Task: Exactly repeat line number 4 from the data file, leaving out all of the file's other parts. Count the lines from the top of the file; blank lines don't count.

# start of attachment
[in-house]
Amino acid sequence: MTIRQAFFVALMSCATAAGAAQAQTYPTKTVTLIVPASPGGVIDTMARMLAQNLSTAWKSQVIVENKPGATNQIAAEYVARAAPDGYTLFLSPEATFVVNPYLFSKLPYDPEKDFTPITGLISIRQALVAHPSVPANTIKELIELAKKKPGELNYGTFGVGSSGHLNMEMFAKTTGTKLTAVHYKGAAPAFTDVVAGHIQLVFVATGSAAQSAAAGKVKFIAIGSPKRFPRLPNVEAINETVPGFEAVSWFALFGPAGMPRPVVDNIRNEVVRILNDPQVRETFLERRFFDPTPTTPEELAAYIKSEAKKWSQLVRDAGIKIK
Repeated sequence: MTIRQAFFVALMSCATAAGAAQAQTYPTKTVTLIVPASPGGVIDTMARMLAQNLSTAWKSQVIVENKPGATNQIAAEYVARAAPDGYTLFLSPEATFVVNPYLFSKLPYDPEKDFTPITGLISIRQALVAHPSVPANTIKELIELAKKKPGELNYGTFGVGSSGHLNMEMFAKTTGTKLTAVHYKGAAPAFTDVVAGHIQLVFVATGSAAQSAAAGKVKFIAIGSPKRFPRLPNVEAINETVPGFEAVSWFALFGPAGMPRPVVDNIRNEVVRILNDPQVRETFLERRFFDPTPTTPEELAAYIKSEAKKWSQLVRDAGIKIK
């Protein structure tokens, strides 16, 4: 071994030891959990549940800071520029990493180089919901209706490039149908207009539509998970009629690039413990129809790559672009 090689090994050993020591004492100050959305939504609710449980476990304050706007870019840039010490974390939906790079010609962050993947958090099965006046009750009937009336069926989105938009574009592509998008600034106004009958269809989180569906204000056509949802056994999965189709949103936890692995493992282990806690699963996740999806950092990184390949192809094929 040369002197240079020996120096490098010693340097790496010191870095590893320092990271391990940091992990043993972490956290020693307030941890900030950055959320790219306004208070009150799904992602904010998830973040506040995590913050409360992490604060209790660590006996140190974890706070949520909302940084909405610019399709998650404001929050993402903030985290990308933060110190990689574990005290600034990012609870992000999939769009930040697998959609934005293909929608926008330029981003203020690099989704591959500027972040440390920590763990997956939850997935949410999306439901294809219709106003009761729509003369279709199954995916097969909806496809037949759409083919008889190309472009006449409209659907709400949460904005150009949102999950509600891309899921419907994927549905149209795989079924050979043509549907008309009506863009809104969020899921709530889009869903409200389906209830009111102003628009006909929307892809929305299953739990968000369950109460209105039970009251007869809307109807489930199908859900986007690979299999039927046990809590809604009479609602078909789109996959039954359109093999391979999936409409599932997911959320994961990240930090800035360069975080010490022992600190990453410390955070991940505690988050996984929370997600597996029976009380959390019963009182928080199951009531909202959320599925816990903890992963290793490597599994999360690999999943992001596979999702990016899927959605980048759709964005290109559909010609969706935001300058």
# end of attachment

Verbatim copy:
């Protein structure tokens, strides 16, 4: 071994030891959990549940800071520029990493180089919901209706490039149908207009539509998970009629690039413990129809790559672009 090689090994050993020591004492100050959305939504609710449980476990304050706007870019840039010490974390939906790079010609962050993947958090099965006046009750009937009336069926989105938009574009592509998008600034106004009958269809989180569906204000056509949802056994999965189709949103936890692995493992282990806690699963996740999806950092990184390949192809094929 040369002197240079020996120096490098010693340097790496010191870095590893320092990271391990940091992990043993972490956290020693307030941890900030950055959320790219306004208070009150799904992602904010998830973040506040995590913050409360992490604060209790660590006996140190974890706070949520909302940084909405610019399709998650404001929050993402903030985290990308933060110190990689574990005290600034990012609870992000999939769009930040697998959609934005293909929608926008330029981003203020690099989704591959500027972040440390920590763990997956939850997935949410999306439901294809219709106003009761729509003369279709199954995916097969909806496809037949759409083919008889190309472009006449409209659907709400949460904005150009949102999950509600891309899921419907994927549905149209795989079924050979043509549907008309009506863009809104969020899921709530889009869903409200389906209830009111102003628009006909929307892809929305299953739990968000369950109460209105039970009251007869809307109807489930199908859900986007690979299999039927046990809590809604009479609602078909789109996959039954359109093999391979999936409409599932997911959320994961990240930090800035360069975080010490022992600190990453410390955070991940505690988050996984929370997600597996029976009380959390019963009182928080199951009531909202959320599925816990903890992963290793490597599994999360690999999943992001596979999702990016899927959605980048759709964005290109559909010609969706935001300058």